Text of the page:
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Researcher reveals how “Computer Geeks” replaced “Computer Girls” | The Clayman Institute for Gender Research

electronicdreams:

The earliest computer programmers were women and the programming field was once stereotyped as female

One of the best books I’ve read about the transition from computing as a female- to male-dominanted area of work is Ensmenger’s The Computer Boys Take Over: Computers, Programmers, and the Politics of Technical Expertise.

It’s a remarkable book that details – with precision – how labour changes combined with new understandings of what ‘goes into’ computer work led to the defeminization of not just the people working on computers but the very tropes and language associated with the same kind(s) of work. Highly, highly recommended.

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Fuck them is what I say. I hate those e-books. They cannot be the future. They may well be. I will be dead. I won’t give a shit.

  • Renowned children’s book author MAURICE SENDAK, telling us how he really feels, on The Colbert Report. (via inothernews)

I like e-books for casual reading, like fiction or autobiographies. If it’s a book I want to reference? It absolutely has to bre paper.

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…nowhere does he raise the possibility that feedback loops produced by digital technologies might also be harming governance. Consider a 2011 survey by a British insurance company in which 11 percent of respondents claimed to have seen an incident but chose not to report it, worried that higher crime statistics for their neighborhood would significantly reduce the value of their properties. In this case, the quality of future data is intricately dependent on how much of the current data is disclosed; unconditional “openness” is the wrong move here—precisely because of feedback loops.

I would note that this failure to appreciate the social implications of novel monitoring technologies is something that is drastically unappreciated by public policy planners.

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A Comment on “You Can’t Say that On the Internet”

In his most recent op-ed, Morozov offers a good, if common, argument. Specifically, he argues that:

Quaint prudishness, excessive enforcement of copyright, unneeded damage to our reputations: algorithmic gatekeeping is exacting a high toll on our public life. Instead of treating algorithms as a natural, objective reflection of reality, we must take them apart and closely examine each line of code.

While I tend to agree with him, it’s important to recognize the actual value of what he’s written: he’s made rapidly accessible (though, with less subtly) what ethicists and scholars of contemporary digital technology have been writing about for over a decade. Read what he’s written – it’s good – but rather than stopping there go on to read Winner’s The Whale and the Reactor, sections from DeNardis’ excellent Opening Standards, and Lessig’s Code. In essence, it’s not that Morozov’s written anything badly, but what he’s written just touches the tip of the iceberg.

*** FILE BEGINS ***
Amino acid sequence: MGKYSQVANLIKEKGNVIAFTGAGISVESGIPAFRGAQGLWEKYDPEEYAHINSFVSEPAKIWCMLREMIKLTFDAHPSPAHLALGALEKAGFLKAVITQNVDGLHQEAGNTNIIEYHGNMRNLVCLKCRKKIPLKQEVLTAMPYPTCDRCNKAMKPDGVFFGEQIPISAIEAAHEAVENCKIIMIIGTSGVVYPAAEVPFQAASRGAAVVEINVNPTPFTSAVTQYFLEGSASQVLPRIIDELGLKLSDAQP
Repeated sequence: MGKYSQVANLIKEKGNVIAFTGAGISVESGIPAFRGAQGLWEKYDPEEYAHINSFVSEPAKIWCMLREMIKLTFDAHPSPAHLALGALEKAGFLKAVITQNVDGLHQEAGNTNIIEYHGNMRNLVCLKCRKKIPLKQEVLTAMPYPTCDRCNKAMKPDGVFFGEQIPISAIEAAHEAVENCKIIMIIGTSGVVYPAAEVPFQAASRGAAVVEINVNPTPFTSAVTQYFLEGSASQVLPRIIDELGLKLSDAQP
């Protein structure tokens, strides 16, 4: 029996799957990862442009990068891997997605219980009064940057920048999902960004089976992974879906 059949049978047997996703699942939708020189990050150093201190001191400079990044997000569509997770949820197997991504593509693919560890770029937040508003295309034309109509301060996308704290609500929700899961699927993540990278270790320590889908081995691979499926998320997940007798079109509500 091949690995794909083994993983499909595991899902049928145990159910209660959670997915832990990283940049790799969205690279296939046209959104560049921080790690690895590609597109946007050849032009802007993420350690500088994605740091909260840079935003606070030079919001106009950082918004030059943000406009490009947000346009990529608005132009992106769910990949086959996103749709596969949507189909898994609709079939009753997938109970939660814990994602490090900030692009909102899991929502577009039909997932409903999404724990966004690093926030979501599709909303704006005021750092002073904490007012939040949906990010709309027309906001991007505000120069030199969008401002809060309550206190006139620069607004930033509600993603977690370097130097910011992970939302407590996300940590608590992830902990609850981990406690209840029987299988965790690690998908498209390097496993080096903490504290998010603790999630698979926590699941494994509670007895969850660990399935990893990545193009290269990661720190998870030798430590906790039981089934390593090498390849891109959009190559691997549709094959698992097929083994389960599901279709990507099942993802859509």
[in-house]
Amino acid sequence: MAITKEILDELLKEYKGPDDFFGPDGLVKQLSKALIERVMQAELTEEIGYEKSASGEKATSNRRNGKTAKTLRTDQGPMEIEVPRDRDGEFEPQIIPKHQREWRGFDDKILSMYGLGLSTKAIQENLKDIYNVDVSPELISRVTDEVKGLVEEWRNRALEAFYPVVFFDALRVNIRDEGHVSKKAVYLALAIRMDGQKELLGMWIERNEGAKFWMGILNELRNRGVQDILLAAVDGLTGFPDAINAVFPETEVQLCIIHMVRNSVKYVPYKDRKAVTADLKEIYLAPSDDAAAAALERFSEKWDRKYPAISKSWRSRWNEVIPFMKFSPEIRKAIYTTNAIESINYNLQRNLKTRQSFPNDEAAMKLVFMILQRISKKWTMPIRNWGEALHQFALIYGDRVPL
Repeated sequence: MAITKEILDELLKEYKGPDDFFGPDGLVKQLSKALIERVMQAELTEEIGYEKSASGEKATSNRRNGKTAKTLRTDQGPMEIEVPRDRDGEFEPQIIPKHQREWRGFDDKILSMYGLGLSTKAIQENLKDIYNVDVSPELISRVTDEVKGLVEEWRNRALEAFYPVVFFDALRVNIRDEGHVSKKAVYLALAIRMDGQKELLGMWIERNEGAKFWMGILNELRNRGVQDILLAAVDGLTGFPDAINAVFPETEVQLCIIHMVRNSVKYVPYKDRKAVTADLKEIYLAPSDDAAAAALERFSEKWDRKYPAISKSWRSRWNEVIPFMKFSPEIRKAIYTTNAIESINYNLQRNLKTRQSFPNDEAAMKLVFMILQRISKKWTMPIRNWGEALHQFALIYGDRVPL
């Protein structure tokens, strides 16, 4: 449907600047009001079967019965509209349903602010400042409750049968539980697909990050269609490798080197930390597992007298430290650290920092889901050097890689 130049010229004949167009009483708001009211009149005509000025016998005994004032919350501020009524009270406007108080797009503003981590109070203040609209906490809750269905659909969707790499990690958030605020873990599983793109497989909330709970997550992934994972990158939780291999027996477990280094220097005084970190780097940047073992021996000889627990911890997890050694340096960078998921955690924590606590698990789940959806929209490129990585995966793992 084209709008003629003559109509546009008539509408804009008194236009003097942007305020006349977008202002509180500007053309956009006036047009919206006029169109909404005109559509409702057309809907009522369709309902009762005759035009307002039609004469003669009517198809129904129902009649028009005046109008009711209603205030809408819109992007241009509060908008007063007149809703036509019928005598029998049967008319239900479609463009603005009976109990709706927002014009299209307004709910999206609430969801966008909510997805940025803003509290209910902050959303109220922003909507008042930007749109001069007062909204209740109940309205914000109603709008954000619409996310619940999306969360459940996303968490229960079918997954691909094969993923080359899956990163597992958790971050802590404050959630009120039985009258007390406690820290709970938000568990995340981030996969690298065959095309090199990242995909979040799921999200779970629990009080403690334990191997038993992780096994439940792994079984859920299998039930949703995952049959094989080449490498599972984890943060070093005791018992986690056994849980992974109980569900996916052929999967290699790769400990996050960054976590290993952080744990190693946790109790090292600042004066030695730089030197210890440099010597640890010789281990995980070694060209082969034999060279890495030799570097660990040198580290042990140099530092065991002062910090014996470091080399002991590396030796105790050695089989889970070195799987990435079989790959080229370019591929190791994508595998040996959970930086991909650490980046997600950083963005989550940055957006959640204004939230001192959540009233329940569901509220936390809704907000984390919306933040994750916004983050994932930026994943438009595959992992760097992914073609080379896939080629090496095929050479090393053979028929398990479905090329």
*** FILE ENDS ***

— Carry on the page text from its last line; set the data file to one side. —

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Why Papers Books Beat iBooks

Dieter Bohn, over at The Verge, has a masterful analysis of paper-based books versus Apple iBooks (and eBooks in general). A few choice quotations are below, but you should really just take a few minutes of your day and go read the whole article.

 The list of “specs” for your standard paper book gets surprisingly long when you expand your definition of technology to include elements that don’t require a computer chip.

  • Readable with any form of light
  • Very high contrast display
  • Requires no battery power
  • Depending on model, lasts anywhere from five to five thousand years or more
  • Immersive and non-distracting user interface
  • Offers a spatial layout for immediate access to random information
  • Conforms to the standardized “page number” spec for easy reference
  • Supports direct interaction via pen or highlighter
  • DRM-free for easy lending and resale
  • Standards-based system not controlled by any single corporation or entity
  • Crash-proof and immune to viruses (though vulnerable to some worms)
  • Easy to learn user-interface consistent across most manufacturers
  • Supports very large number of colors and also black and white images
  • Compatible with a wide variety of note taking systems

I understand that free and open access to paper books isn’t available everywhere, that various hegemonies have stifled and do stifle dissent. Books can be burned, banned, and censored. But if we are going to be putting our collective knowledge into digital formats with DRM, we are adding another layer of possible censorship on top of the layers of control we already contend with. This isn’t (entirely) paranoia that Apple or Amazon will control access to human knowledge, it’s also a practical concern founded in the experience of being blocked by poorly designed DRM.

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The thousand year view is simple: if you’re going to commit knowledge to writing in some form, you need to ensure that it will exist and be readable in a thousand years. I can tell you that I’ve personally gained insight and understanding about our world by reading a lightly-distributed instruction manual for rural, parish priests in England — written in the fourteenth century. Will an independently-created iBook 2 textbook be around in the thirty first century?